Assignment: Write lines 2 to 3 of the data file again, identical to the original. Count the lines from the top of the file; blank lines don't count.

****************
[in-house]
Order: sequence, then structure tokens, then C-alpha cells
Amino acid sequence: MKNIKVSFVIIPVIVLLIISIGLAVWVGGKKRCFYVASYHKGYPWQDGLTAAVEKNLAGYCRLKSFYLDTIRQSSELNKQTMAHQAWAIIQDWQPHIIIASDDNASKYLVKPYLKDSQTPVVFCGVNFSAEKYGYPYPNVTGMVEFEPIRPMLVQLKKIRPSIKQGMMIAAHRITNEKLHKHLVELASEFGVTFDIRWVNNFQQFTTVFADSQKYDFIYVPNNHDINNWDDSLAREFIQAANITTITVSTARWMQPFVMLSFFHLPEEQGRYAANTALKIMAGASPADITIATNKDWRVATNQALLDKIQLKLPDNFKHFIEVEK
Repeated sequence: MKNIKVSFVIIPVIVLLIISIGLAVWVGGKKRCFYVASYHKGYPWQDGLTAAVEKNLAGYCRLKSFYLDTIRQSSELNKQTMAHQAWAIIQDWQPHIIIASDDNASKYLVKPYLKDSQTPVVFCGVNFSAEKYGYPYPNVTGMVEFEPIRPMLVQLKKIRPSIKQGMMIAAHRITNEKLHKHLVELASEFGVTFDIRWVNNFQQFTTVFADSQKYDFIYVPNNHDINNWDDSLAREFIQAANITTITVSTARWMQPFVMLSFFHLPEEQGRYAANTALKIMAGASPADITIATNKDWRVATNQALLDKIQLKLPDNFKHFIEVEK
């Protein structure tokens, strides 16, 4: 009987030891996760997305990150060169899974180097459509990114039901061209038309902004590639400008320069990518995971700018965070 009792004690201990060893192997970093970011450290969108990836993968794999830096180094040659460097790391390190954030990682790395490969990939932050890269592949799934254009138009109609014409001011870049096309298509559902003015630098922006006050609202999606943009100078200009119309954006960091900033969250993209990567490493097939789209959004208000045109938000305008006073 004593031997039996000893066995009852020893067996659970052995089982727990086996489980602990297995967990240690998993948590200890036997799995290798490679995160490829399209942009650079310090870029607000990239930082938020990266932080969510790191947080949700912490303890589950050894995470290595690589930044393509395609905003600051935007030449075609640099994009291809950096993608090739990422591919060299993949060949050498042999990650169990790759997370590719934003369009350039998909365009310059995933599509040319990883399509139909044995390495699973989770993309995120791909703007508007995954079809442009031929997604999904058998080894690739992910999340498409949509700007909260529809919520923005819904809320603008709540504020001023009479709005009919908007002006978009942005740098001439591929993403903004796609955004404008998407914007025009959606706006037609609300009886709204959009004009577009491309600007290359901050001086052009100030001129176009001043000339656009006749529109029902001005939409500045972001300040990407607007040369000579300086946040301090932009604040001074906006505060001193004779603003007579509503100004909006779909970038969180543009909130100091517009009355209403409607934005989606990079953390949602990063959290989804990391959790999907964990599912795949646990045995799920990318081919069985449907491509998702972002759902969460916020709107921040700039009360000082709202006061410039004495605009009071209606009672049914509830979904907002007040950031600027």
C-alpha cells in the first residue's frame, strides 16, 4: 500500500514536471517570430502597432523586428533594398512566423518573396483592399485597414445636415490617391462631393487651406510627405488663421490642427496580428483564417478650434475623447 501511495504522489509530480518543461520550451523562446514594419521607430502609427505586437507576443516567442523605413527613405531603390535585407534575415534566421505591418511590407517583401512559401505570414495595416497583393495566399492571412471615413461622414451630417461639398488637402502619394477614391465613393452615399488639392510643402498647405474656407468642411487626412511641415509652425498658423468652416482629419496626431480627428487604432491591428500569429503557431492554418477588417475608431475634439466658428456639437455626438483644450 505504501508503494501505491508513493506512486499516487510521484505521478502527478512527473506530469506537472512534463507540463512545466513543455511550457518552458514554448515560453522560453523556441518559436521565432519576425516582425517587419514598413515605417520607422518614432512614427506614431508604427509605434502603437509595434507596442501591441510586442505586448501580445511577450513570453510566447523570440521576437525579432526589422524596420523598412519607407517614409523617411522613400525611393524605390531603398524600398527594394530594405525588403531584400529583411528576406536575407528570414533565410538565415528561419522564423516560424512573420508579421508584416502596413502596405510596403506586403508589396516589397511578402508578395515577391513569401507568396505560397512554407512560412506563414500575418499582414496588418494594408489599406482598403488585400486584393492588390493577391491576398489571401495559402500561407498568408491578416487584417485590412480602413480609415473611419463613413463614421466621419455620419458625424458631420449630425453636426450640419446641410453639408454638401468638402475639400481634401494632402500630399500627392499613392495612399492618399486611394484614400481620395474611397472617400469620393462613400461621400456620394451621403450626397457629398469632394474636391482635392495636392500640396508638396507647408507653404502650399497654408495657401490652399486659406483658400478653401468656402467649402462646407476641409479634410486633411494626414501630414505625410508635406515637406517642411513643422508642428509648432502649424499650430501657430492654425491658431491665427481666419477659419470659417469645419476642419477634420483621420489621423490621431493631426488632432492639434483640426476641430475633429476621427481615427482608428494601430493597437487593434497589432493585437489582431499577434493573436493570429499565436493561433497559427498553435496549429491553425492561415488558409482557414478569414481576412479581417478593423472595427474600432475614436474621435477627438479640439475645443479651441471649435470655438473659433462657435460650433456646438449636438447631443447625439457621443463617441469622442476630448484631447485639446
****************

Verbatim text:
Order: sequence, then structure tokens, then C-alpha cells
Amino acid sequence: MKNIKVSFVIIPVIVLLIISIGLAVWVGGKKRCFYVASYHKGYPWQDGLTAAVEKNLAGYCRLKSFYLDTIRQSSELNKQTMAHQAWAIIQDWQPHIIIASDDNASKYLVKPYLKDSQTPVVFCGVNFSAEKYGYPYPNVTGMVEFEPIRPMLVQLKKIRPSIKQGMMIAAHRITNEKLHKHLVELASEFGVTFDIRWVNNFQQFTTVFADSQKYDFIYVPNNHDINNWDDSLAREFIQAANITTITVSTARWMQPFVMLSFFHLPEEQGRYAANTALKIMAGASPADITIATNKDWRVATNQALLDKIQLKLPDNFKHFIEVEK